Malaysia-based African internet scammers target lonely foreigners
Hundreds lose cash, some up to US$250,000, as Malaysia becomes base for African scammers
Hundreds of foreign women are being ripped off by internet romance scammers based in Malaysia, some losing up to US$250,000, as the country becomes an epicentre for online crime perpetrated by Africans.
US officials said the mostly Nigerian conmen, who enter Malaysia on student visas, were taking advantage of the country's good internet infrastructure to prey on lonely, middle-aged women, wooing them on dating websites.The scams are more sophisticated than most Nigeria-based operations, and are helped by Malaysia's advanced banking system.
The victims are mostly American. US officials say Malaysian police lack the resources and expertise to tackle the problem and have yet to launch a single prosecution of a case involving a US victim.
Malaysian police were reported by local media last December as saying that the number of internet scam cases more than doubled last year with total losses of more than US$11 million. A total of 476 Africans had been apprehended for suspected involvement, the report said.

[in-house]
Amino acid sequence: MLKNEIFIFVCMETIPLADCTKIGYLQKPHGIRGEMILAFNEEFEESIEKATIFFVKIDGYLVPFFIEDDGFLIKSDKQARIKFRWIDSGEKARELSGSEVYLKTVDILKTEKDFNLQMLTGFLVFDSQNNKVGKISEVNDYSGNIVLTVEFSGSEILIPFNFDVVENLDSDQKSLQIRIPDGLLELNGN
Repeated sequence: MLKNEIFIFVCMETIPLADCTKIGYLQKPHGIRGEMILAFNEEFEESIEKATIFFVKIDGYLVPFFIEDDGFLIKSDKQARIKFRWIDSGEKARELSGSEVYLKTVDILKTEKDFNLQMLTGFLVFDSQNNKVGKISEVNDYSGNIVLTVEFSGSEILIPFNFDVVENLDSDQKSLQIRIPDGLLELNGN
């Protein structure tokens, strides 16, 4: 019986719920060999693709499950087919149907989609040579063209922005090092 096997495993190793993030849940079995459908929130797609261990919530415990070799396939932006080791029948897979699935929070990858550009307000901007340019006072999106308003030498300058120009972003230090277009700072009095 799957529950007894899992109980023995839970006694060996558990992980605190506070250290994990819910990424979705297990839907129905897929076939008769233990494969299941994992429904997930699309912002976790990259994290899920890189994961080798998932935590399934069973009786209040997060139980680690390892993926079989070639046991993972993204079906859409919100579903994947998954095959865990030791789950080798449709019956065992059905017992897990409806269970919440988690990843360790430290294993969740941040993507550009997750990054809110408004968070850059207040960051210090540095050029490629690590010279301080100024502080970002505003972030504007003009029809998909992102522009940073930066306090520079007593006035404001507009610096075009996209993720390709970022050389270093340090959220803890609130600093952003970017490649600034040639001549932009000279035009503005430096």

Tim Scherer, consul general at the US embassy in Kuala Lumpur, said complaints about such scams now made up more than 80 per cent of inquiries, with a dozen new cases reported every week.
Australians, Canadians and Europeans were also targets.
"These are not rich widows who are being preyed on. These are middle-class Americans who don't have this kind of money to spare," Scherer said. "It can really transform their lives in a very terrible way."
The US embassy estimated that US victims were losing several million dollars a year, with two women in the past 12 months losing more than US$250,000 each. There were more than 600 cases a year, and the amount lost by each victim averaged in the tens of thousands of dollars, it said. The actual figure of total losses was probably far higher, Scherer said, because many victims were embarrassed to come forward.
The highly sophisticated scammers often groomed victims for months. Large teams typically trawl dating or Christian websites, pretending to be a Western man who then gets into legal or business difficulties in Muslim-majority Malaysia.
A 59-year-old widow from Arizona said she had transferred US$260,000 to Malaysia. "Charles" - who claimed to love her - said he was being prevented from returning to the US by Malaysian bureaucracy which wanted hefty payments to negotiate. She went heavily into debt, and even flew to Malaysia to meet him. He never showed up, but a European woman claiming to be his lawyer managed to get another US$25,000 from her.